Both Dr. Mintz and Dr. Girasole offered the option of surgical “salvage procedures” after considering the claimant’s condition and his frequently excruciating back pain. Claimant’s Exhibits C, D. Dr. Shear stated that the claimant should consider the surgical option of having anterior cages placed at L4-L5 and L5-S1, as “there is a chance of improving the patient’s quality of life” that he later estimated to be around 60 percent. Claimant’s Exhibit E; Respondent’s Exhibit 1, pp. 27, 31, 40-41 (November 13, 2001 Deposition). Only Dr. Becker was of the opinion that this type of “salvage” surgery was not a wise option, as a bone scan had failed to turn up anything concrete that might be fixed by surgery and thereby improve the claimant’s function. Respondent’s Exhibit 2, pp. 16-17 (Jan. 4, 2001 Deposition). As it was well within the trier’s factfinding discretion to credit the opinions of Drs. Mintz, Girasole and Shear over that of Dr. Becker, we find no error in his determination that surgery should be authorized.

We acknowledge that the 360° procedure recommended by Dr. Mintz appears to materially differ from the anterior surgery proposed by Drs. Girasole and Shear. There is not a lot of information in the record regarding the type of surgery proposed by Dr. Mintz, and no explanation is provided as to why he felt that a posterior and anterior approach would be superior to anterior surgery only. It is likely that the trier wanted the parties to decide which procedure would best avail the claimant, and then agree on an appropriate surgeon. We will provide them an additional opportunity to do so via our decision here. If the parties cannot agree on a surgeon, then the trial commissioner may be called upon to consider the options and choose a “treating physician” himself.

With regard to the issues of total disability benefits and narcotics medication: the claimant’s attorney stated at the outset of the August 15, 2000 formal hearing that, in addition to authorization for surgery, he wished to address temporary total benefits since 1991. Transcript, p. 3. Of course, this predated the January 15, 2001 stipulation that settled the issue of total disability through October 1, 1999. The respondents’ counsel then brought up an issue that the claimant’s counsel had failed to mention: the claimant’s continuing use of prescribed narcotics, from which Dr. Becker had advised that the claimant be weaned, as he felt that such drugs should not be used long-term. Transcript, p. 7; see also Respondent’s Exhibit 2, pp. 19-20. Later, the medication issue was again raised in both parties’ proposed findings. As the trier clearly failed to address this important matter, we must remand the case to him for further consideration and a ruling.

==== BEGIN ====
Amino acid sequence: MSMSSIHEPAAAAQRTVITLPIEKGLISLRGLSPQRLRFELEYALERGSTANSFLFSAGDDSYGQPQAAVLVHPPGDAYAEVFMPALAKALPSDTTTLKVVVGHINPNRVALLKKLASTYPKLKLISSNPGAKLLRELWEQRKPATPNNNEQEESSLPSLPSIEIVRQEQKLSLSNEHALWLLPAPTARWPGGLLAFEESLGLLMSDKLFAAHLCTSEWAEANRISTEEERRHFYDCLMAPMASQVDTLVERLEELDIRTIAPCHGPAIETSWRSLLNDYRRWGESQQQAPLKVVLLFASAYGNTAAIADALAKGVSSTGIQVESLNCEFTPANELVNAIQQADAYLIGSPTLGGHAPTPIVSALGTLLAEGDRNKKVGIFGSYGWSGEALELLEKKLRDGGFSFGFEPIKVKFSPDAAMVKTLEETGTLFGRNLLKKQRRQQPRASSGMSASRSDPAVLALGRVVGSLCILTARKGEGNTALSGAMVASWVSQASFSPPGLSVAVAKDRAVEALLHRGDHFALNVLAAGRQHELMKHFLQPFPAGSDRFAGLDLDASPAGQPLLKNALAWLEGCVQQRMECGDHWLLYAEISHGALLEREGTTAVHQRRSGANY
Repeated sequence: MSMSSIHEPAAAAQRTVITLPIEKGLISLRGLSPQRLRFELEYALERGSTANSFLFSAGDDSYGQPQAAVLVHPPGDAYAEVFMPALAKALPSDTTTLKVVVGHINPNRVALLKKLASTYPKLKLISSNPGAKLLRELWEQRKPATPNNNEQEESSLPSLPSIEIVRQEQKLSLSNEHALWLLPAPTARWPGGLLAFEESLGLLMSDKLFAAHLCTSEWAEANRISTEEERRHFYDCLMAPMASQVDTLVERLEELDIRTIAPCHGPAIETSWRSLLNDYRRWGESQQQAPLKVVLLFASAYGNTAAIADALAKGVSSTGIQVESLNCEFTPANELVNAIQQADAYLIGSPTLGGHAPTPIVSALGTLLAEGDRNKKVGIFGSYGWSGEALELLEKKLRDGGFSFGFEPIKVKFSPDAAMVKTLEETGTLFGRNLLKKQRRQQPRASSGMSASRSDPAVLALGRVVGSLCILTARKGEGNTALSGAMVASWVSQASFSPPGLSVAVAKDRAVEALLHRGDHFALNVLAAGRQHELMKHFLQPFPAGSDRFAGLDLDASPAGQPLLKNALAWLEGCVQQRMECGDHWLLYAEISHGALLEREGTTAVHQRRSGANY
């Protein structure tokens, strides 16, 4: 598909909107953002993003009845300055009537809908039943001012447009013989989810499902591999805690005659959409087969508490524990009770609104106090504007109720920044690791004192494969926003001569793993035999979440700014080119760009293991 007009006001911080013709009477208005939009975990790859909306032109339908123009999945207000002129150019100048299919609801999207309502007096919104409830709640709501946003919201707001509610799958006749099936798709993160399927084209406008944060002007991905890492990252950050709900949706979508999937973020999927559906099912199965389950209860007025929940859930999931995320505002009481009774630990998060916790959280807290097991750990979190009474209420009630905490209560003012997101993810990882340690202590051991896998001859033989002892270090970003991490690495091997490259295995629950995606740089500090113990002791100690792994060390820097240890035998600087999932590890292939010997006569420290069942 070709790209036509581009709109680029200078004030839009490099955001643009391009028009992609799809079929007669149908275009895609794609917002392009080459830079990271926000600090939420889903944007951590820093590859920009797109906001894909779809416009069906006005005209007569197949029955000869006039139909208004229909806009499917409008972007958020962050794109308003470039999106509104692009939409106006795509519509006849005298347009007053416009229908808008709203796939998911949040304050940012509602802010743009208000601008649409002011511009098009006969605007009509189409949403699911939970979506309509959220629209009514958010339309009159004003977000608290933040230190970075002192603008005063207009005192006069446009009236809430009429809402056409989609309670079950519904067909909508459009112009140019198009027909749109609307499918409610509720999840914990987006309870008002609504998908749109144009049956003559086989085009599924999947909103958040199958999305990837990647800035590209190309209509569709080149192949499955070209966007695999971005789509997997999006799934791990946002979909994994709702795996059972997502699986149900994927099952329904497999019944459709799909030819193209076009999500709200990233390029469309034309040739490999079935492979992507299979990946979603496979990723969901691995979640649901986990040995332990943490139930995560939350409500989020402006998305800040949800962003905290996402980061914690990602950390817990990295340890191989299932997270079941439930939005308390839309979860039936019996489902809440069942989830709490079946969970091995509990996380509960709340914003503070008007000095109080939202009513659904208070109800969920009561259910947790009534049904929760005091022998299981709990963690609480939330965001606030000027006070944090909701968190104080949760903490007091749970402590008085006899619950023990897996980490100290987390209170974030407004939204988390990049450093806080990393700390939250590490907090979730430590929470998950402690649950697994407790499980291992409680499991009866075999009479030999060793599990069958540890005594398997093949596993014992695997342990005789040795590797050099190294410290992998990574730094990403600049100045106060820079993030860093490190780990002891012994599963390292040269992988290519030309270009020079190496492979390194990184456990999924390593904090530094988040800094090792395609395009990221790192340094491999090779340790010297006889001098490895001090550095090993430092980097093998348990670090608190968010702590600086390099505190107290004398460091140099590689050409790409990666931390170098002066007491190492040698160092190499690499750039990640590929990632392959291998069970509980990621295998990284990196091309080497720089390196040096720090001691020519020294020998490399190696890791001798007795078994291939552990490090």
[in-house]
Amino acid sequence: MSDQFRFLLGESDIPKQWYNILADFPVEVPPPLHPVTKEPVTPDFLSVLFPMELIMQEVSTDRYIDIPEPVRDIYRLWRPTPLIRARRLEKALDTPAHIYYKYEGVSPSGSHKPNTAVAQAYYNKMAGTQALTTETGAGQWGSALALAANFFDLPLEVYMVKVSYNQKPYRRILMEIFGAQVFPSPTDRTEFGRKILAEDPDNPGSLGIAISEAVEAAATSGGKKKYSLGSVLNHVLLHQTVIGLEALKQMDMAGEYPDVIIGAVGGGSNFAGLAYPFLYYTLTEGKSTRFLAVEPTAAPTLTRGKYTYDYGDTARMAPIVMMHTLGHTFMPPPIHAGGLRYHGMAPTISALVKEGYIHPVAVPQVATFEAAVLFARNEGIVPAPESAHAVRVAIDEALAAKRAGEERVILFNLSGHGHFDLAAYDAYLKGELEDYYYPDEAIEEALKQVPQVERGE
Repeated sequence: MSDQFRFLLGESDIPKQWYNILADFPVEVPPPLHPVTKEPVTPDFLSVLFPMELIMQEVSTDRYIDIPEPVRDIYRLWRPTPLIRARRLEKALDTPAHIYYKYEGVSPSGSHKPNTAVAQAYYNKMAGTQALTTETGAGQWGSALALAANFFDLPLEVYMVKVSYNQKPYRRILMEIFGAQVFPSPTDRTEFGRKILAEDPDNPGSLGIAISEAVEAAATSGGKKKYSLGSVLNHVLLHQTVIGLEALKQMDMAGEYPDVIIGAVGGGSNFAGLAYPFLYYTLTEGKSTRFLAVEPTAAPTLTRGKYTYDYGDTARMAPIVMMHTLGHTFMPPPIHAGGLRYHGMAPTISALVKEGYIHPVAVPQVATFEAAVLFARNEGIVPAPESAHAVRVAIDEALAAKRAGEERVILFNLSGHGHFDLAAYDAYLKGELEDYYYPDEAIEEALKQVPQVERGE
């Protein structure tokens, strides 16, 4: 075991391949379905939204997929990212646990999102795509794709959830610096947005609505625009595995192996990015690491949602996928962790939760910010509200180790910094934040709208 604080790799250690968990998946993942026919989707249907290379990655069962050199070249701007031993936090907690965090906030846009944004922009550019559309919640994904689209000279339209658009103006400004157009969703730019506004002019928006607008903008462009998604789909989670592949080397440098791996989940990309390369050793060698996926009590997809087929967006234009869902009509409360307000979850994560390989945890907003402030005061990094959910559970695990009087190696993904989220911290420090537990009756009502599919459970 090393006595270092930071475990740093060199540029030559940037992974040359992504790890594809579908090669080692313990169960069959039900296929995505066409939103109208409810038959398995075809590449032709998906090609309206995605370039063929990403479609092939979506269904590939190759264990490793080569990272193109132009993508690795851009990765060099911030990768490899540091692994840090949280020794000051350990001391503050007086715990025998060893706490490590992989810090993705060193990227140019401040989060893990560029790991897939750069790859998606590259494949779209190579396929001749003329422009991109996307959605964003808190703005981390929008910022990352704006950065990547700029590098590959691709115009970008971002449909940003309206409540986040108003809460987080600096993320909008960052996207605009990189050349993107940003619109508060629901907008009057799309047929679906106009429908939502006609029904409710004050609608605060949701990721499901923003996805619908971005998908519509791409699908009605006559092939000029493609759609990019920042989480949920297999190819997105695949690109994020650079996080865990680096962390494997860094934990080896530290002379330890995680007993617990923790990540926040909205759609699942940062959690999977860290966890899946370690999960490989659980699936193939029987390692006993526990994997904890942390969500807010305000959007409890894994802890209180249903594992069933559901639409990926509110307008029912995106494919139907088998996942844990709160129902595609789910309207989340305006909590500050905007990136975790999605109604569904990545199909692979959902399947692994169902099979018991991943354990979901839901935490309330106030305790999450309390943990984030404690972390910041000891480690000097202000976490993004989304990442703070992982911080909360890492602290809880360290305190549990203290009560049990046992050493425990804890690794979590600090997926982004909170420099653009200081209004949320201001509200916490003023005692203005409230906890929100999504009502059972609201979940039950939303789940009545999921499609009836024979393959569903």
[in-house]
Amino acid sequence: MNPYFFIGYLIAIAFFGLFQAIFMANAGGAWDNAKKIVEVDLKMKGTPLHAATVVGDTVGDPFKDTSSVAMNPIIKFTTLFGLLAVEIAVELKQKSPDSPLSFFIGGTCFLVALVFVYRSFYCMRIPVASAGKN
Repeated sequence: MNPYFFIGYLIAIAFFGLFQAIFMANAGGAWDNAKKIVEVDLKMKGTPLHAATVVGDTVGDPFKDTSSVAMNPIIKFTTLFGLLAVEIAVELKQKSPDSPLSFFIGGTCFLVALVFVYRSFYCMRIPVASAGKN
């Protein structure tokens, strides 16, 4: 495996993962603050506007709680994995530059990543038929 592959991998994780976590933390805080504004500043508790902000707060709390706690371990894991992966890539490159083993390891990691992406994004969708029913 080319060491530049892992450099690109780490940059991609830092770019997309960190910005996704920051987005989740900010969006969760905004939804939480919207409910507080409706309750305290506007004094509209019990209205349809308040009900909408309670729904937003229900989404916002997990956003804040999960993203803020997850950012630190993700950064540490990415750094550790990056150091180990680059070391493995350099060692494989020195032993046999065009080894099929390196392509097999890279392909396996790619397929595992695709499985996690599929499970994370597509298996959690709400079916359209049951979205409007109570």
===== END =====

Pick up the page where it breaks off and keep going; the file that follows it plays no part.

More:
More doubtful is the viability of any remaining total disability issue at the close of the formal hearings. The stipulation, which was signed by the parties on November 15, 2000, states that the respondents were denying total disability benefits “through December 31, 1993 and also [denying] that the claimant was entitled to any further benefits until October 1999.” That issue was therein settled by the compromise agreement, and did not need to be further addressed. Meanwhile, one doctor—Dr. Shear—acknowledged a possibility in his November 13, 2000 deposition that the claimant might possibly be able to perform light duty work, though he stressed that he had not evaluated the claimant for functional capacity. Respondent’s Exhibit 1, pp. 28-29, 42. Legally, this testimony implicated the separate issue of whether the claimant currently had a light duty capacity, and it was unrelated to the settled disability issues.

In order for the respondents to take action on that count, they were required to file a Form 36 with an attached report as per § 31-296 C.G.S, as the claimant was clearly maintaining that he remained totally disabled. See, e.g., Hyde v. Stop & Shop Companies, 3728 CRB-4-97-11 (Feb. 18, 1999); Torres v. Southern Connecticut Truck & Tire Center, 3144 CRB-3-95-8 (Feb. 5, 1997). That Form 36 was not filed until January 29, 2001, after the formal hearings had already concluded (save the pro forma hearing for the introduction of proposed findings on March 23, 2001. As the evidence supporting that Form 36 was scant—the attached “report” in this case was the one page of Dr. Shear’s testimony in which he stated that it was reasonably probable that the patient had a sedentary work capacity (p. 45)—the trier was not in a suitable position to address it in his Finding and Award, having taken no evidence on the issue and having not been aware of that issue until just before the conclusion of the proceedings. Further, the January 29, 2001 Form 36 has subsequently been made the subject of additional informal hearings. We thus find no error in the trier’s omission of a finding concerning total disability after October 1, 1999, as the subject was not properly raised in time for the formal hearings at issue here.

The trial commissioner’s decision is accordingly remanded for a determination on the issue of narcotic medication. The remainder of his award is affirmed.

Commissioners Donald H. Doyle, Jr. and Amado J. Vargas concur.

Workers’ Compensation Commission

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State of Connecticut Workers' Compensation Commission, Stephen M. Morelli, Chairman